Friday, November 13, 2009


Part Two

When Ian Zook died in October 2004, a piece of his parents’ hearts died with him. But God enabled Mark and Karen to give another piece of their hearts away when they adopted Faith and Alex in 2006, leaving them with fuller hearts in payback.

In March 2009, Karen called about hosting with the Lighthouse Project. Frazzled in the middle of my Grand Rapids trip and not knowing their story, I asked Elaine to call them regarding her July trip to Missouri. As the first family to sign up on her first trip, Zooks provided encouragement as Elaine was finding promotion rife with disappointment. That they were willing to drive 1300 miles from their home in Florida to Missouri to host exemplified their commitment to the child they’d meet.

Faith and Alex dived into the planning, and helped raise the hosting fee by working and contributing their own money. Using a technique they’d learned in Russia, the kids spent the entire summer embroidering flowers on homemade greeting cards they sold everywhere they went. One day, Mark, a Florida state trooper, was called to the scene when a Frito-Lay truck flipped on the interstate. The chips, in boxes, were still in good condition, so Frito-Lay donated the snacks, which Faith and Alex sold around the neighborhood and to shoppers at a garage sale they held.

In Missouri, their hosting experience was more emotional than expected, but by week’s end, another piece of their hearts had been shared with ten-year-old Daniil and thirteen-year-old Luba, and the family decided to adopt both children. Faith and Alex have unselfishly rearranged their bedrooms to accommodate their new siblings, bought their Christmas presents, and willingly given up anything for themselves with cost attached. Recently, Alex needed new pants, but insisted he would do without to save money for the adoption. Faith imagines she will cook with Luba, and both kids, anxious to share everything with their two new siblings, dream about their future as a larger family. Faith and Alex’s tireless efforts to bring their new siblings home have epitomized their understanding of the “blessed to be a blessing” concept.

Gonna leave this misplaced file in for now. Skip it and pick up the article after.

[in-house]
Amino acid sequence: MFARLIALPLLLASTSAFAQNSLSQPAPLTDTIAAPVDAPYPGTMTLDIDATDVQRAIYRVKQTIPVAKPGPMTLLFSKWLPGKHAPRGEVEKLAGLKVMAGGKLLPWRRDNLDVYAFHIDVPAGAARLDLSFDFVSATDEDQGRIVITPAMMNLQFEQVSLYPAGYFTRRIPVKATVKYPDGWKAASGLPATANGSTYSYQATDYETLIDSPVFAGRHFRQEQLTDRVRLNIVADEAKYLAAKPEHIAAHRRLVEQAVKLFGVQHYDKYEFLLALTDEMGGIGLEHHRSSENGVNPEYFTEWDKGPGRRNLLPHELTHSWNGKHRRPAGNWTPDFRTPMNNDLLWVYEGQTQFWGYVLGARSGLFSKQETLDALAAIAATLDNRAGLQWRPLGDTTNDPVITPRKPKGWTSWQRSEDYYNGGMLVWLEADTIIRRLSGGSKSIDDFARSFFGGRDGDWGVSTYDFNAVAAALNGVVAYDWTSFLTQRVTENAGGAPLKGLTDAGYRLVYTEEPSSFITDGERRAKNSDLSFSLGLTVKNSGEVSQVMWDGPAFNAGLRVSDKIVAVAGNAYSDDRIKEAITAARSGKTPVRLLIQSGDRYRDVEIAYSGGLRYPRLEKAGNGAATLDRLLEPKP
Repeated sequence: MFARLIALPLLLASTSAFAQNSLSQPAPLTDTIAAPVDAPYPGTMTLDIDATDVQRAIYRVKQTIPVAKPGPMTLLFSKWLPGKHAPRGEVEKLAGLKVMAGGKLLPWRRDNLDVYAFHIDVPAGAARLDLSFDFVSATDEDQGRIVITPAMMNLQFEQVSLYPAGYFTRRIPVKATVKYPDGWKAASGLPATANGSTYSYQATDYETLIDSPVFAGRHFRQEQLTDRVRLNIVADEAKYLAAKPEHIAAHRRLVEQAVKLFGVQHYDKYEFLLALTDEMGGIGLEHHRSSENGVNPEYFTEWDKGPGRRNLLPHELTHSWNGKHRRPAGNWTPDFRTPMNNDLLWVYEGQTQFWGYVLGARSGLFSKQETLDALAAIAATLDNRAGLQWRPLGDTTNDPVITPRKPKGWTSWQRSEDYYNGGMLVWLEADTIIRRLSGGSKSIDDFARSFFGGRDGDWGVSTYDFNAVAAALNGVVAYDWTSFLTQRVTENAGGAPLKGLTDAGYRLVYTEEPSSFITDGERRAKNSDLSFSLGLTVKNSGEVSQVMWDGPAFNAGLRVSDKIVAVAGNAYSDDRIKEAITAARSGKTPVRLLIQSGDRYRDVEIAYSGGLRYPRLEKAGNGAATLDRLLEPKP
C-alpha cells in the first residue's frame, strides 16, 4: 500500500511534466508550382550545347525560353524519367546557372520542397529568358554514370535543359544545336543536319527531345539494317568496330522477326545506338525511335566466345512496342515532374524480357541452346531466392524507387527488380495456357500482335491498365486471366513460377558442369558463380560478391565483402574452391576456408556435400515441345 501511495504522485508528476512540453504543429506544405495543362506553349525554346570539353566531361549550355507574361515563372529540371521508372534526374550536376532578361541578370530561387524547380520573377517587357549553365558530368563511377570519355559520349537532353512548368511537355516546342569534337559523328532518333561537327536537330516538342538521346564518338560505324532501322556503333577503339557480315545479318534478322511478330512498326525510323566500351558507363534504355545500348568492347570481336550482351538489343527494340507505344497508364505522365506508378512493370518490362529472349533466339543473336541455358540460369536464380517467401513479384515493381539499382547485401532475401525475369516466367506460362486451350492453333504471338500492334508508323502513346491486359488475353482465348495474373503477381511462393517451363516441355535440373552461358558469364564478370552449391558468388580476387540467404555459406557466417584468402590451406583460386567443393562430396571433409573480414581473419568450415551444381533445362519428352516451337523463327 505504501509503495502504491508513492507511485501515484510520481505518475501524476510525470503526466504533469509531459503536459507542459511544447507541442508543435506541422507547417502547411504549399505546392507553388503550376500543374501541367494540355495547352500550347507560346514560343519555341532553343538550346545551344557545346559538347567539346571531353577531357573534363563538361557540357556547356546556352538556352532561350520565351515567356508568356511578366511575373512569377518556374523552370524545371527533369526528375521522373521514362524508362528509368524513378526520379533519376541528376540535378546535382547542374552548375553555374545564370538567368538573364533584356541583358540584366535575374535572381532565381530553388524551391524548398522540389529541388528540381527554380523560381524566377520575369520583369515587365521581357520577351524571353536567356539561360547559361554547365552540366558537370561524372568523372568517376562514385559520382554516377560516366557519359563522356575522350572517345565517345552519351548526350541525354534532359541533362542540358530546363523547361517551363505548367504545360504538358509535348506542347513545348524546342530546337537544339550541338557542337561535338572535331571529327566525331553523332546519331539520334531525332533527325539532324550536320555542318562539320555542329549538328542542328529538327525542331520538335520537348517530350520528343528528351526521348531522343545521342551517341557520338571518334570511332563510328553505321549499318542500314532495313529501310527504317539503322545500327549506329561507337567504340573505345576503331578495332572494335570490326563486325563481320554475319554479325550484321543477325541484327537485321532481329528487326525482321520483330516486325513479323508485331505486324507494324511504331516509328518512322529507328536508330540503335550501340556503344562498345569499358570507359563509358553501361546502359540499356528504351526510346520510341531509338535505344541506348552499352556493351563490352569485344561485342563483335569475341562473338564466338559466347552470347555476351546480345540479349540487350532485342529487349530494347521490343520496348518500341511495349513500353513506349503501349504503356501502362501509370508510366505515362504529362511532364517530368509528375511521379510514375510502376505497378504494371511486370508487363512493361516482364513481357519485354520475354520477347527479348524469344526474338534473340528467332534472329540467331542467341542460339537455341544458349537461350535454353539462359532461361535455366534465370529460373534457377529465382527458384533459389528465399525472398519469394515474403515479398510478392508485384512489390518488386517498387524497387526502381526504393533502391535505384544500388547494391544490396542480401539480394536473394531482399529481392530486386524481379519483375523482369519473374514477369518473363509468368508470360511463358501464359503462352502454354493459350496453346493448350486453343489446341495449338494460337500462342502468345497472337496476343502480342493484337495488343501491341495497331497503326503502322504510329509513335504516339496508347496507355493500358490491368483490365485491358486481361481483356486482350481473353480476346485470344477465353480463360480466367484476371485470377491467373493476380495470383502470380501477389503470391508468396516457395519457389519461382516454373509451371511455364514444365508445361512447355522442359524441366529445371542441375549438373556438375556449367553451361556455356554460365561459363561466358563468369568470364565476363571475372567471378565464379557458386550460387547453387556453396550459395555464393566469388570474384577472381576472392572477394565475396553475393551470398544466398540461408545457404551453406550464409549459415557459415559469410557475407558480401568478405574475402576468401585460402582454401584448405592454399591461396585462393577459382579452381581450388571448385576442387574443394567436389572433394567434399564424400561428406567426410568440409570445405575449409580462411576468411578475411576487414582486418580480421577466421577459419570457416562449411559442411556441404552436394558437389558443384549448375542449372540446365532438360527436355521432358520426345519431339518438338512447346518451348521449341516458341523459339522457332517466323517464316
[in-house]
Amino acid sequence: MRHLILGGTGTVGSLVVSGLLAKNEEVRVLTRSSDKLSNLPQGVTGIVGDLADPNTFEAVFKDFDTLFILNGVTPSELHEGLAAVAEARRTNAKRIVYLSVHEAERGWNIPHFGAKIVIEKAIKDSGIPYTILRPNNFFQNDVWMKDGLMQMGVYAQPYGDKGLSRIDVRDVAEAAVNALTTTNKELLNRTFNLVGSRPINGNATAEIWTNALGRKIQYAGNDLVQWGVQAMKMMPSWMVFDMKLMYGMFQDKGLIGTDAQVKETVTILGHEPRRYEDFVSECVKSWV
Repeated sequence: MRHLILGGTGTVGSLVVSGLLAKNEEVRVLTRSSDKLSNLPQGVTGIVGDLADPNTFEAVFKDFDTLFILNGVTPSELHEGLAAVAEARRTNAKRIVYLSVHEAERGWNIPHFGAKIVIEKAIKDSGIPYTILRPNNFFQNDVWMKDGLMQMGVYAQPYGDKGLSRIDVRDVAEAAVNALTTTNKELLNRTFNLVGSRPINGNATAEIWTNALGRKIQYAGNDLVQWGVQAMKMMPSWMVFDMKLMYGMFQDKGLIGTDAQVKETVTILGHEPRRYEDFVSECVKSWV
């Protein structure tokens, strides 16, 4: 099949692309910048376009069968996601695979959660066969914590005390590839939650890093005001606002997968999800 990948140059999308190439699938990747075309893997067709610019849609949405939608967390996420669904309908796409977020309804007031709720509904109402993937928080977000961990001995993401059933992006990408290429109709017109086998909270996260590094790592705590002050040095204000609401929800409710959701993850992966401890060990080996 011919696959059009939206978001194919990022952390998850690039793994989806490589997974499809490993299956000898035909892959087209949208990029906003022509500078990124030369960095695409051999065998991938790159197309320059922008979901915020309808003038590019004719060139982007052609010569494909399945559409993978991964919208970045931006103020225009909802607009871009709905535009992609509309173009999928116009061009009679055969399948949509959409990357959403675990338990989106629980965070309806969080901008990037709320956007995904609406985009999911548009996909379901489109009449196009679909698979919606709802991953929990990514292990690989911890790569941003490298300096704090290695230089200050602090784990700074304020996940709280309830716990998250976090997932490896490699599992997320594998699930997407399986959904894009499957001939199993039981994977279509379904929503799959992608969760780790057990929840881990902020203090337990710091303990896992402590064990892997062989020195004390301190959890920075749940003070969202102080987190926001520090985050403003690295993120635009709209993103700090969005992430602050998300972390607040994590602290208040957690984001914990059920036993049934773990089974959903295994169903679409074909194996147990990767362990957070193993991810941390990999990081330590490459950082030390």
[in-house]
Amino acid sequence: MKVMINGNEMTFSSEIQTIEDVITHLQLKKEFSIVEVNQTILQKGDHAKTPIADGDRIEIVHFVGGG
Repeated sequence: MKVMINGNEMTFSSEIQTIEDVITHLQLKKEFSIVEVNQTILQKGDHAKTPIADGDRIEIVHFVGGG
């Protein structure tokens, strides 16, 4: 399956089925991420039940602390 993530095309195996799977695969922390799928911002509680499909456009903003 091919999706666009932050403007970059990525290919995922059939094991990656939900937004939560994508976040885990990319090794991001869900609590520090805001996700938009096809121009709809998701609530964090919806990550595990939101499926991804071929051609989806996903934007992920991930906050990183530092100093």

On the five-year anniversary of Ian's death, his family held a tribute-fundraiser they called “Love Lives On,” which earned over $15,000 toward Daniil and Luba’s adoption. Faith and Alex passed out flyers promoting their evening, helped assemble 107 baskets for a silent auction, made creative nametags for all volunteers, personally greeted all attendees, made bookmarks for the 300 who came, and cleaned up, all cheerfully, to help achieve the family goal. The evening concluded with a tribute to the veterans and active duty service personnel present. In a no-eye-stays-dry “Final Roll Call” ceremony presented by local Marines, Corporal Ian Zook’s name was called out several times. No answer coming, his helmet was placed on a rifle supported by sandbags; his boots and dog tags followed. A local church kindly hosted the event, and Ian’s boots were laid at the foot of a cross, symbolism not lost on those who knew him best.

Mark and Karen used Ian’s death benefits to pay for their first adoption, and the giving nature and gratitude of the dear children they adopted are paving the way for the second. All of the Zook kids have been givers, a testimony to the parents who raised them. When I met Mark, Karen, Faith, and Alex in Missouri, I was struck by their grief, and their heart’s desire that good should result from their loss. Karen believes that while Ian’s death could have changed them for worse, God changed them for better, enabling them to open their hearts and risk loving again. Honoring the memory of their beloved son and brother, they still seek to serve, as Ian did.


To contribute to the Zooks' adoption of Luba and Daniil, or to purchase greeting cards embroidered by Faith and Alex to benefit the adoption of their new siblings, please contact Becky by clicking here.